Recent research shows that tea is healthier than tap water when it comes to the concentration of disinfection byproducts (DBPs).
Namely, in a report published by Environmental Science & Technology, scientists claimed they found 60 substances in three types of tea that can be categorized as disinfectant derivatives. This is a lot less than the average glass of tap water, which usually contains DBPs in even larger quantities.
Another surprising finding is that some of the DBPs isolated from tea were brand new, and not part of the over 600 DBPs that have been identified so far.
So, what are DBPs?
DBPs are chemicals produced indirectly, by the use of disinfectants — substances used to kill off pathogens in water like bacteria, parasites, etc. These disinfectants react with organic compounds found in tea to create DBPs. For example, the chlorine used in the treatment of tap water is one of the primary substances that react with other compounds in the tea to create potentially dangerous in the long term.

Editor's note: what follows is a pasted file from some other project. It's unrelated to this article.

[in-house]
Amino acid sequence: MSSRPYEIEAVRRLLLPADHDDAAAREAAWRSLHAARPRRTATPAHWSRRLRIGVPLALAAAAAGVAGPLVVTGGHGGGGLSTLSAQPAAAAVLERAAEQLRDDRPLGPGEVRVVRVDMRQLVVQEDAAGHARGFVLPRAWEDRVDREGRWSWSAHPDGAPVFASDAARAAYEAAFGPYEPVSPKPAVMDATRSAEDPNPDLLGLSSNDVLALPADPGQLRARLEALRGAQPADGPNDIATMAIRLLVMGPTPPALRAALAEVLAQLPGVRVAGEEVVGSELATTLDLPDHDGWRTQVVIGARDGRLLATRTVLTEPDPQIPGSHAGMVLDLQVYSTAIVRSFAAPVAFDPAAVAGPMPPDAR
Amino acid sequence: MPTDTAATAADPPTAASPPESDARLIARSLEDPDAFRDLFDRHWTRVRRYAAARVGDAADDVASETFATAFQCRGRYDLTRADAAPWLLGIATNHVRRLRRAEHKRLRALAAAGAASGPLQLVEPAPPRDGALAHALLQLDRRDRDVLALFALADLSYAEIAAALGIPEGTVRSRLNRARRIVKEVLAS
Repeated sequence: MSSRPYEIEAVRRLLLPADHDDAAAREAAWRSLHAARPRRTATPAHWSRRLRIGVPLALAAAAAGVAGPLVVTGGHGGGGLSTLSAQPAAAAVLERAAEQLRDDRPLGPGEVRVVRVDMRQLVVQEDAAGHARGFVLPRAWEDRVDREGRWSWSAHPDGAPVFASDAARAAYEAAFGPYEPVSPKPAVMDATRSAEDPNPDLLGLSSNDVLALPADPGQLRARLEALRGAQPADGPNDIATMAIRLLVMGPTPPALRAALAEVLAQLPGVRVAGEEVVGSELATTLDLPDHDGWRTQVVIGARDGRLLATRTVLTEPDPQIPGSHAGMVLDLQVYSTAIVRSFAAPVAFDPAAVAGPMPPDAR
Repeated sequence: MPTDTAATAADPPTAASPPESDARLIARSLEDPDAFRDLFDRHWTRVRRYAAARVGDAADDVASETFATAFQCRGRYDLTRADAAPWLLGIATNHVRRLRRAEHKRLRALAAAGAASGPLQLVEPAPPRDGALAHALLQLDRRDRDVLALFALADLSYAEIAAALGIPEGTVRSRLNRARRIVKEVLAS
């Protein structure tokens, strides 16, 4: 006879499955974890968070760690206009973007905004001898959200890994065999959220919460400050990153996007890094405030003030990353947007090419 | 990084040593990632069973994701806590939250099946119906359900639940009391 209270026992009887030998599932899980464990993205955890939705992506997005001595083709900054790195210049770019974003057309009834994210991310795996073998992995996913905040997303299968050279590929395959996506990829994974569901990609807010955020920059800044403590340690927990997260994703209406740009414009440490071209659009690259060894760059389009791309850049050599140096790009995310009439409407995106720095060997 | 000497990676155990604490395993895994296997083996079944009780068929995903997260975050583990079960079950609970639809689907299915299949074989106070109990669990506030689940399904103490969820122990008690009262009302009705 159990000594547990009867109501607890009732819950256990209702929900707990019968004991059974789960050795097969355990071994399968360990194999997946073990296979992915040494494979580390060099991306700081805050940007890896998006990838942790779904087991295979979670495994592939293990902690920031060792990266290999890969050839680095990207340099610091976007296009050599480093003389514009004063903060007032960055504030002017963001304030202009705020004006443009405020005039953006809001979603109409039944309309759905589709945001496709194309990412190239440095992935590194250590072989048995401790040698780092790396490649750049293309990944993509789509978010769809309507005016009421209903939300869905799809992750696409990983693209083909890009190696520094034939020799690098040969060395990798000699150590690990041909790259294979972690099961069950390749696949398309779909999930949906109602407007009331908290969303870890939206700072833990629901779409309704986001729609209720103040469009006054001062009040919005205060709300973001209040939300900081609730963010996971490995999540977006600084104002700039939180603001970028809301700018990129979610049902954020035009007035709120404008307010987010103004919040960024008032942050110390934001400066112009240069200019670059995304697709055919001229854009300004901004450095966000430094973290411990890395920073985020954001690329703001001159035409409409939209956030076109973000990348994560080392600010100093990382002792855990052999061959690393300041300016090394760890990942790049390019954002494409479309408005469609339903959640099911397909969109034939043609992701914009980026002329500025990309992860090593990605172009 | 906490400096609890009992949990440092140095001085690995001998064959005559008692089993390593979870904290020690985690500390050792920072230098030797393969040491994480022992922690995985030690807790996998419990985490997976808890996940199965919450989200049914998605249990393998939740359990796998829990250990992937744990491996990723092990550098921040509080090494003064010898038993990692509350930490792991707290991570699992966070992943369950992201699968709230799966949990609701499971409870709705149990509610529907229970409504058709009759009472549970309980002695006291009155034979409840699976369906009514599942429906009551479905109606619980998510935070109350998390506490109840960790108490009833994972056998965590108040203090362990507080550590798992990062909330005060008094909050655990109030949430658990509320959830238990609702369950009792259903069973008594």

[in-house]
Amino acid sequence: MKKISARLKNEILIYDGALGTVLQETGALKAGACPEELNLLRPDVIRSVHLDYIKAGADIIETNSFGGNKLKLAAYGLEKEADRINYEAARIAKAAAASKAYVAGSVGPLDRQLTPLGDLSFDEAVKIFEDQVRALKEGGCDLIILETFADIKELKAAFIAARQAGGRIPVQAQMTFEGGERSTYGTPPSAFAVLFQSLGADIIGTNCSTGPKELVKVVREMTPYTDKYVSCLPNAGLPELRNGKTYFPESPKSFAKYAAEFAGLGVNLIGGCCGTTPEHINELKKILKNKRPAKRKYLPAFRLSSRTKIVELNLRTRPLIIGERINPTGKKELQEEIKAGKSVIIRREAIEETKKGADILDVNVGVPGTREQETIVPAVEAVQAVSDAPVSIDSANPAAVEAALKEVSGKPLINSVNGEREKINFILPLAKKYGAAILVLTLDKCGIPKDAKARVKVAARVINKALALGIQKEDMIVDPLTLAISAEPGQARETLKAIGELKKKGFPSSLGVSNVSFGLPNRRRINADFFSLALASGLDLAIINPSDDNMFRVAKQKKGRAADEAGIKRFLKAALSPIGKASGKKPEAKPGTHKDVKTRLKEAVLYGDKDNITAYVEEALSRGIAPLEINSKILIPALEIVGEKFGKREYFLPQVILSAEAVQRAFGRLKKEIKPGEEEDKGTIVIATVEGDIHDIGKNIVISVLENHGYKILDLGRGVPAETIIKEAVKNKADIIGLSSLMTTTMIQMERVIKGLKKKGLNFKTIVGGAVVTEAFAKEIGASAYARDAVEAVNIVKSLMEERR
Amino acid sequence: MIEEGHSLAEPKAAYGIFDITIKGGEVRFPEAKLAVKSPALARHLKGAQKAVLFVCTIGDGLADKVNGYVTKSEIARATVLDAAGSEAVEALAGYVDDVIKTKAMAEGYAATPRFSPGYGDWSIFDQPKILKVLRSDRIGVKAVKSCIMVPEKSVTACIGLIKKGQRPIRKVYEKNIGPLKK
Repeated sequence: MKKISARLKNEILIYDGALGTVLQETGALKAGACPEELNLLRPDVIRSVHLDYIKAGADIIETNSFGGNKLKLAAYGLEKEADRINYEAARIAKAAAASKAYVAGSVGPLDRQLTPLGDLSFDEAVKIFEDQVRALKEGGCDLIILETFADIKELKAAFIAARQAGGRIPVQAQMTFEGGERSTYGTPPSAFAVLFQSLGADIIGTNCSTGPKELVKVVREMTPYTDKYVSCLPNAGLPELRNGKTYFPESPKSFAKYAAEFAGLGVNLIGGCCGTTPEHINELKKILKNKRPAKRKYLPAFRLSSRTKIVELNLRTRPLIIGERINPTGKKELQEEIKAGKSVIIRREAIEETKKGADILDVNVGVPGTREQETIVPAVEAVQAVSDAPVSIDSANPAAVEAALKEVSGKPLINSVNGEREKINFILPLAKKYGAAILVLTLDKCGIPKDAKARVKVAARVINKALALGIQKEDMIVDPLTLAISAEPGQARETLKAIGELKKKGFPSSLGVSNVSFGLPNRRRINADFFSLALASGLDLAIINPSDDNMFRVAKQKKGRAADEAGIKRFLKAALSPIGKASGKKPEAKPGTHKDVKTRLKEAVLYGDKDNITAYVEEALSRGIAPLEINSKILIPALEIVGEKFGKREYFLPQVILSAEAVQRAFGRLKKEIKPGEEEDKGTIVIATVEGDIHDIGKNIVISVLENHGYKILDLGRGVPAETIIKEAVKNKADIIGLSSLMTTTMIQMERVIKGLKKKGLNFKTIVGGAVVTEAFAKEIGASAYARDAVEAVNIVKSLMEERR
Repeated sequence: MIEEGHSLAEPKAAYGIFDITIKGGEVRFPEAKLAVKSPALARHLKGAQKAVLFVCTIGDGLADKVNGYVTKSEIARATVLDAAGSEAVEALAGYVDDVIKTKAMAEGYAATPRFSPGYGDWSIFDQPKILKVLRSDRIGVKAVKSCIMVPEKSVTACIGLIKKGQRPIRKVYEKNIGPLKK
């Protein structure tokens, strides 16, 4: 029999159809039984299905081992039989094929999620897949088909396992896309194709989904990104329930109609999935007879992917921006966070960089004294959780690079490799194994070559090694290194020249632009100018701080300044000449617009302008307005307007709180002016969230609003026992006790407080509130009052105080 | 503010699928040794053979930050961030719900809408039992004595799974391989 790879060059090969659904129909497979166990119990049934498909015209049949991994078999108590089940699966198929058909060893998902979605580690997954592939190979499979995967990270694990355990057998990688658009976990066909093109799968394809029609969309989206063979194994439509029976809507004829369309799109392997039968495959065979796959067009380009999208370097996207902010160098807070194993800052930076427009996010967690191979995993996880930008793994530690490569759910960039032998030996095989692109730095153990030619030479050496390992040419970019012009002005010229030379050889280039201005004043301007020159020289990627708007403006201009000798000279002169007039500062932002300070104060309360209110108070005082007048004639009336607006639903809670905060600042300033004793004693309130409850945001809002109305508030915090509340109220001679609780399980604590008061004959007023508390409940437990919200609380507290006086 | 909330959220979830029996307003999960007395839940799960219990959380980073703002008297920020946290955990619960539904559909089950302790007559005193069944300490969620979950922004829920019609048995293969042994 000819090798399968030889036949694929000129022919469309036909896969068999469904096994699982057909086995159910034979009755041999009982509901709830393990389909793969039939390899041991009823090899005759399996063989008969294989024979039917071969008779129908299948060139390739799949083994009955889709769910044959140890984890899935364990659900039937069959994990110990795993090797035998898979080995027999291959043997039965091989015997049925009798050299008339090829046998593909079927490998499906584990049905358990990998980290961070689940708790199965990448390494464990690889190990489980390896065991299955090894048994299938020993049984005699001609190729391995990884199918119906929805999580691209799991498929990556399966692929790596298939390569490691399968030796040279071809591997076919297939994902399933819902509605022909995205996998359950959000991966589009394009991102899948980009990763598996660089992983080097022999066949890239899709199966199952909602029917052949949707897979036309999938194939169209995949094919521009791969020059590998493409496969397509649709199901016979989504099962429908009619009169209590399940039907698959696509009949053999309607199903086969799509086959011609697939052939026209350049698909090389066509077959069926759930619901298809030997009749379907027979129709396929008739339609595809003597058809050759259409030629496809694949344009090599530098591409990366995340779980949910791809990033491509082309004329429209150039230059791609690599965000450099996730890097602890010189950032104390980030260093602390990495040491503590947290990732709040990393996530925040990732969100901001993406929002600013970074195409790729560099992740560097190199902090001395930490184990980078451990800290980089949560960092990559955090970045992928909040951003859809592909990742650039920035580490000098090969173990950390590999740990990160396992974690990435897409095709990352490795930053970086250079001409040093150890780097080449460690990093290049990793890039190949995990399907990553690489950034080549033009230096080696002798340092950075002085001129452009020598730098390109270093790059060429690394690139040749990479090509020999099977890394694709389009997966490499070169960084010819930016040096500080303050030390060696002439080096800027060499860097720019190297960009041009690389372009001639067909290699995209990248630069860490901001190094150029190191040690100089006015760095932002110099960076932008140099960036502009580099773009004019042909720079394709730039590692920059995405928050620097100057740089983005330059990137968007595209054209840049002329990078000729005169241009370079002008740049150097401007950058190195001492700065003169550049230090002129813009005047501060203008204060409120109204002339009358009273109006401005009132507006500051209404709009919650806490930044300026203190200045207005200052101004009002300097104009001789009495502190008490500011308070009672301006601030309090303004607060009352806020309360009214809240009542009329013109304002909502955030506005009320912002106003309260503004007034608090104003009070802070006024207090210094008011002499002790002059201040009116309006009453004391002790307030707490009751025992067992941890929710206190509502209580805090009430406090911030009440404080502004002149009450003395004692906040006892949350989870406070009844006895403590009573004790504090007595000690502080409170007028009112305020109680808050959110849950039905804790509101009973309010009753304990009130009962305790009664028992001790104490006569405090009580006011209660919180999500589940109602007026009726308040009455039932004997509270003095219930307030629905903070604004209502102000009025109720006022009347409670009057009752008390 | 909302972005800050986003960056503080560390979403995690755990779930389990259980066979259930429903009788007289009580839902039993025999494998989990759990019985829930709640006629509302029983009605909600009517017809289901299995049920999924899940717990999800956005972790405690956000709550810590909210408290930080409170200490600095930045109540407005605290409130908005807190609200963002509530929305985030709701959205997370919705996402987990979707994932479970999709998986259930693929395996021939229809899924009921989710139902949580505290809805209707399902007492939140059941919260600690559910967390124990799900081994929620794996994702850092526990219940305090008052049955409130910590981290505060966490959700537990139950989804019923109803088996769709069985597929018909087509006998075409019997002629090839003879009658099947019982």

Scientists still struggle to identify the DBPs’ effects on human health, although some have already been linked to low birth weight in babies, miscarriages, and even cancer.
But when it comes to tea, things seem more optimistic. Namely, the very boiling of water makes some of the DBPs evaporate, while others are absorbed by the tea leaves.
One thing is for sure—a high-end tea kettle will eliminate these DBPs by speeding up the boiling process. This is something of a relief, as the average cup of tea contains over 500 compounds, all of which can react with disinfection substances in the water.